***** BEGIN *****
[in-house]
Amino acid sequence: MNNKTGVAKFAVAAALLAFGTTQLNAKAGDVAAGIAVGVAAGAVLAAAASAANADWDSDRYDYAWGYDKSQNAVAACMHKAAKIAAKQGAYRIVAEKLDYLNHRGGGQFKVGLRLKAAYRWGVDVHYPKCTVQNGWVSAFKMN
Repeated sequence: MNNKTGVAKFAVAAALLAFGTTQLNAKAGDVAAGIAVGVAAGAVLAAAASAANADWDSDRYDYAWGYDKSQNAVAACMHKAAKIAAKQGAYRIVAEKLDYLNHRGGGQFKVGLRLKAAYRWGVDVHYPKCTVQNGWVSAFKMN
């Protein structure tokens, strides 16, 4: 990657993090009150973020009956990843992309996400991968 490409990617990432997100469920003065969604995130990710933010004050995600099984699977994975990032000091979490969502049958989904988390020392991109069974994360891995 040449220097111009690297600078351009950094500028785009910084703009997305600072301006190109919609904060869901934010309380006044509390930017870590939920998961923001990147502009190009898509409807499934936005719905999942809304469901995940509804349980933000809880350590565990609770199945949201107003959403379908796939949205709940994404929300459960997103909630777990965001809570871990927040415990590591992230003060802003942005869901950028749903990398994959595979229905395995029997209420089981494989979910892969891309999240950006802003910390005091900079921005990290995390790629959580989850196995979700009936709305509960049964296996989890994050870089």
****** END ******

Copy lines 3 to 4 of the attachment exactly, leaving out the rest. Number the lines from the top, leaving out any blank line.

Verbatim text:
Repeated sequence: MNNKTGVAKFAVAAALLAFGTTQLNAKAGDVAAGIAVGVAAGAVLAAAASAANADWDSDRYDYAWGYDKSQNAVAACMHKAAKIAAKQGAYRIVAEKLDYLNHRGGGQFKVGLRLKAAYRWGVDVHYPKCTVQNGWVSAFKMN
């Protein structure tokens, strides 16, 4: 990657993090009150973020009956990843992309996400991968 490409990617990432997100469920003065969604995130990710933010004050995600099984699977994975990032000091979490969502049958989904988390020392991109069974994360891995 040449220097111009690297600078351009950094500028785009910084703009997305600072301006190109919609904060869901934010309380006044509390930017870590939920998961923001990147502009190009898509409807499934936005719905999942809304469901995940509804349980933000809880350590565990609770199945949201107003959403379908796939949205709940994404929300459960997103909630777990965001809570871990927040415990590591992230003060802003942005869901950028749903990398994959595979229905395995029997209420089981494989979910892969891309999240950006802003910390005091900079921005990290995390790629959580989850196995979700009936709305509960049964296996989890994050870089």